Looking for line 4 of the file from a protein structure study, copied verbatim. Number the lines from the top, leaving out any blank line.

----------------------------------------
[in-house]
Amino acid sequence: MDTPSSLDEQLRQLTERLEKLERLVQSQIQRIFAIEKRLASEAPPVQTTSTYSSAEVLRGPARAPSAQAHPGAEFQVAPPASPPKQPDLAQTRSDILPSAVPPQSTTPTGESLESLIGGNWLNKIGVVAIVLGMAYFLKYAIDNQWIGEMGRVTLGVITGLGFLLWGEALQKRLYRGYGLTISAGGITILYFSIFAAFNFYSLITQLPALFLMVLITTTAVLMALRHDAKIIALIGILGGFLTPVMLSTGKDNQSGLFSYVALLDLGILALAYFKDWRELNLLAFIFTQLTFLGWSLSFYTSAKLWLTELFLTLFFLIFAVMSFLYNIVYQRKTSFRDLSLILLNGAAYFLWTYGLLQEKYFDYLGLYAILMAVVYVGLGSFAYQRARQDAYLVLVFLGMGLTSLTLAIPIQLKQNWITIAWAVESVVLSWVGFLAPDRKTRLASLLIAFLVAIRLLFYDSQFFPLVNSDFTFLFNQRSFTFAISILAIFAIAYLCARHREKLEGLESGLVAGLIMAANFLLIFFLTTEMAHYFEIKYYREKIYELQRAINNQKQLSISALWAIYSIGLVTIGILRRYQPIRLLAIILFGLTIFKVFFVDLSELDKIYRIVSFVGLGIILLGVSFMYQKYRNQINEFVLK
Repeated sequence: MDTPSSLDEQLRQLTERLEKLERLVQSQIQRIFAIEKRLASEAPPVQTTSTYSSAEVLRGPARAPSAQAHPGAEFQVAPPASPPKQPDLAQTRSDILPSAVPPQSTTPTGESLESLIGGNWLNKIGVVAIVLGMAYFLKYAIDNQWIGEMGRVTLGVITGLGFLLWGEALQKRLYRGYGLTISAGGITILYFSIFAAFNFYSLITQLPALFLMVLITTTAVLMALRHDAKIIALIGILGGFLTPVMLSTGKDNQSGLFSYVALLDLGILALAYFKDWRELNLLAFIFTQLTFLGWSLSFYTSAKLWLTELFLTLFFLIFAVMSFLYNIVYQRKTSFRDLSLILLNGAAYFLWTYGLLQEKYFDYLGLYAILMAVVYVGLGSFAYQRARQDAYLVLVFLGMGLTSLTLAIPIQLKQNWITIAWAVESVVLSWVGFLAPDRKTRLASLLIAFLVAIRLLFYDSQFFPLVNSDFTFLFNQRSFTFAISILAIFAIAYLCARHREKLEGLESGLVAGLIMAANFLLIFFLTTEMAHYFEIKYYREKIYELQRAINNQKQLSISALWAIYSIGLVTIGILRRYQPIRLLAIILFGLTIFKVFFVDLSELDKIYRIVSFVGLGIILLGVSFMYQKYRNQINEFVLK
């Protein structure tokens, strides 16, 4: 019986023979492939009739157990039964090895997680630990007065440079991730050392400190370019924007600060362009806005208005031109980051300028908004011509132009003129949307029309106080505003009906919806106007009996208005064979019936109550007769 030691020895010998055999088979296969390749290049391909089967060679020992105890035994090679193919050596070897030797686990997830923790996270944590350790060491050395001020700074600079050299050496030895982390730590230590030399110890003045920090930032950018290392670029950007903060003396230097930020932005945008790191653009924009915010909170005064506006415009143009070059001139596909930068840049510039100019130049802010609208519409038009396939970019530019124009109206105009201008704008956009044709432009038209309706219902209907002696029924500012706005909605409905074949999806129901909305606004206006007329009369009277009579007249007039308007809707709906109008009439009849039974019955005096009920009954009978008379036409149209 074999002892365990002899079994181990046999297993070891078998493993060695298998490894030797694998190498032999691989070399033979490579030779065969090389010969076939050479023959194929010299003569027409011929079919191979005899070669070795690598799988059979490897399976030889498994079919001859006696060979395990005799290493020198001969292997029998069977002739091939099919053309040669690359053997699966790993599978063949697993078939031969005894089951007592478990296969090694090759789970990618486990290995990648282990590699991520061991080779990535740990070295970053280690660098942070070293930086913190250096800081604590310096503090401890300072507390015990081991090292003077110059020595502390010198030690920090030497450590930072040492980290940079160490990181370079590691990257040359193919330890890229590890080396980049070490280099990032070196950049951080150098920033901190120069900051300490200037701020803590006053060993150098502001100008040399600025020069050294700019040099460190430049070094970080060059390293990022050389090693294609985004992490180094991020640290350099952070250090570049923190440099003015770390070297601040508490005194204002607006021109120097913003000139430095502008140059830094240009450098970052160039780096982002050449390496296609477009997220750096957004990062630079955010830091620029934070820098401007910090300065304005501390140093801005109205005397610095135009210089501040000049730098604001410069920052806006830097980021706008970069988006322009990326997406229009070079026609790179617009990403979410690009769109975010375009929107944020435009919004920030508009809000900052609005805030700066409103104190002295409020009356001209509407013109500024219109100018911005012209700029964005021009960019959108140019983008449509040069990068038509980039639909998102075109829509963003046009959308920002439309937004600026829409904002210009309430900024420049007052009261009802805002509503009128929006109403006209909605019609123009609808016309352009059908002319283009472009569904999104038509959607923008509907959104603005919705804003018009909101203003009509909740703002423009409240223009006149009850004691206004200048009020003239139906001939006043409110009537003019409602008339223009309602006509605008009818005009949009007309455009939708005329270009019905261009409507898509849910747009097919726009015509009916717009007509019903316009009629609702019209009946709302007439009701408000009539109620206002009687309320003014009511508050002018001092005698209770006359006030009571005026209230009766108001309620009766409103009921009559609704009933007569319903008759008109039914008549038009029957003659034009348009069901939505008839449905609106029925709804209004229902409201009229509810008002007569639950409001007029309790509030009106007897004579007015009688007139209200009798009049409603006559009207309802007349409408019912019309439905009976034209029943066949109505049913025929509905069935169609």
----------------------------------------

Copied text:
């Protein structure tokens, strides 16, 4: 019986023979492939009739157990039964090895997680630990007065440079991730050392400190370019924007600060362009806005208005031109980051300028908004011509132009003129949307029309106080505003009906919806106007009996208005064979019936109550007769 030691020895010998055999088979296969390749290049391909089967060679020992105890035994090679193919050596070897030797686990997830923790996270944590350790060491050395001020700074600079050299050496030895982390730590230590030399110890003045920090930032950018290392670029950007903060003396230097930020932005945008790191653009924009915010909170005064506006415009143009070059001139596909930068840049510039100019130049802010609208519409038009396939970019530019124009109206105009201008704008956009044709432009038209309706219902209907002696029924500012706005909605409905074949999806129901909305606004206006007329009369009277009579007249007039308007809707709906109008009439009849039974019955005096009920009954009978008379036409149209 074999002892365990002899079994181990046999297993070891078998493993060695298998490894030797694998190498032999691989070399033979490579030779065969090389010969076939050479023959194929010299003569027409011929079919191979005899070669070795690598799988059979490897399976030889498994079919001859006696060979395990005799290493020198001969292997029998069977002739091939099919053309040669690359053997699966790993599978063949697993078939031969005894089951007592478990296969090694090759789970990618486990290995990648282990590699991520061991080779990535740990070295970053280690660098942070070293930086913190250096800081604590310096503090401890300072507390015990081991090292003077110059020595502390010198030690920090030497450590930072040492980290940079160490990181370079590691990257040359193919330890890229590890080396980049070490280099990032070196950049951080150098920033901190120069900051300490200037701020803590006053060993150098502001100008040399600025020069050294700019040099460190430049070094970080060059390293990022050389090693294609985004992490180094991020640290350099952070250090570049923190440099003015770390070297601040508490005194204002607006021109120097913003000139430095502008140059830094240009450098970052160039780096982002050449390496296609477009997220750096957004990062630079955010830091620029934070820098401007910090300065304005501390140093801005109205005397610095135009210089501040000049730098604001410069920052806006830097980021706008970069988006322009990326997406229009070079026609790179617009990403979410690009769109975010375009929107944020435009919004920030508009809000900052609005805030700066409103104190002295409020009356001209509407013109500024219109100018911005012209700029964005021009960019959108140019983008449509040069990068038509980039639909998102075109829509963003046009959308920002439309937004600026829409904002210009309430900024420049007052009261009802805002509503009128929006109403006209909605019609123009609808016309352009059908002319283009472009569904999104038509959607923008509907959104603005919705804003018009909101203003009509909740703002423009409240223009006149009850004691206004200048009020003239139906001939006043409110009537003019409602008339223009309602006509605008009818005009949009007309455009939708005329270009019905261009409507898509849910747009097919726009015509009916717009007509019903316009009629609702019209009946709302007439009701408000009539109620206002009687309320003014009511508050002018001092005698209770006359006030009571005026209230009766108001309620009766409103009921009559609704009933007569319903008759008109039914008549038009029957003659034009348009069901939505008839449905609106029925709804209004229902409201009229509810008002007569639950409001007029309790509030009106007897004579007015009688007139209200009798009049409603006559009207309802007349409408019912019309439905009976034209029943066949109505049913025929509905069935169609």